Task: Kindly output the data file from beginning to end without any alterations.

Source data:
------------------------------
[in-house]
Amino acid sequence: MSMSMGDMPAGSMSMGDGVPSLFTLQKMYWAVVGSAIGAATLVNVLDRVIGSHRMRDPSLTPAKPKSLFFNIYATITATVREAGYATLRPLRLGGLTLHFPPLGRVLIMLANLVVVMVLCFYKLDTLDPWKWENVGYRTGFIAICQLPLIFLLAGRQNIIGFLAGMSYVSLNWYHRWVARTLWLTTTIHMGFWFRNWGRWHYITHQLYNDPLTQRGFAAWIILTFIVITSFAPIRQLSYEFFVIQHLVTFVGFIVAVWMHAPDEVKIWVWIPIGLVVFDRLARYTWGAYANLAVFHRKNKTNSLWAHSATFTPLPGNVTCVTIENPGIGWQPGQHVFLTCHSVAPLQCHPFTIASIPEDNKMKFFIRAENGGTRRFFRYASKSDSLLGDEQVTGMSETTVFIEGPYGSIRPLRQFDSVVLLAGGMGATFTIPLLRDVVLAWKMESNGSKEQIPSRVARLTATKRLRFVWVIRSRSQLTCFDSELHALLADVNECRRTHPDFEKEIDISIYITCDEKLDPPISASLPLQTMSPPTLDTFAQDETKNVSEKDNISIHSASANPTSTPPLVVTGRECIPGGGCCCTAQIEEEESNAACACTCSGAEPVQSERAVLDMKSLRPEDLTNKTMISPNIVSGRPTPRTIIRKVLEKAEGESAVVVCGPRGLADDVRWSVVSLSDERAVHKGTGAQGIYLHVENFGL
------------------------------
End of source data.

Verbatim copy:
[in-house]
Amino acid sequence: MSMSMGDMPAGSMSMGDGVPSLFTLQKMYWAVVGSAIGAATLVNVLDRVIGSHRMRDPSLTPAKPKSLFFNIYATITATVREAGYATLRPLRLGGLTLHFPPLGRVLIMLANLVVVMVLCFYKLDTLDPWKWENVGYRTGFIAICQLPLIFLLAGRQNIIGFLAGMSYVSLNWYHRWVARTLWLTTTIHMGFWFRNWGRWHYITHQLYNDPLTQRGFAAWIILTFIVITSFAPIRQLSYEFFVIQHLVTFVGFIVAVWMHAPDEVKIWVWIPIGLVVFDRLARYTWGAYANLAVFHRKNKTNSLWAHSATFTPLPGNVTCVTIENPGIGWQPGQHVFLTCHSVAPLQCHPFTIASIPEDNKMKFFIRAENGGTRRFFRYASKSDSLLGDEQVTGMSETTVFIEGPYGSIRPLRQFDSVVLLAGGMGATFTIPLLRDVVLAWKMESNGSKEQIPSRVARLTATKRLRFVWVIRSRSQLTCFDSELHALLADVNECRRTHPDFEKEIDISIYITCDEKLDPPISASLPLQTMSPPTLDTFAQDETKNVSEKDNISIHSASANPTSTPPLVVTGRECIPGGGCCCTAQIEEEESNAACACTCSGAEPVQSERAVLDMKSLRPEDLTNKTMISPNIVSGRPTPRTIIRKVLEKAEGESAVVVCGPRGLADDVRWSVVSLSDERAVHKGTGAQGIYLHVENFGL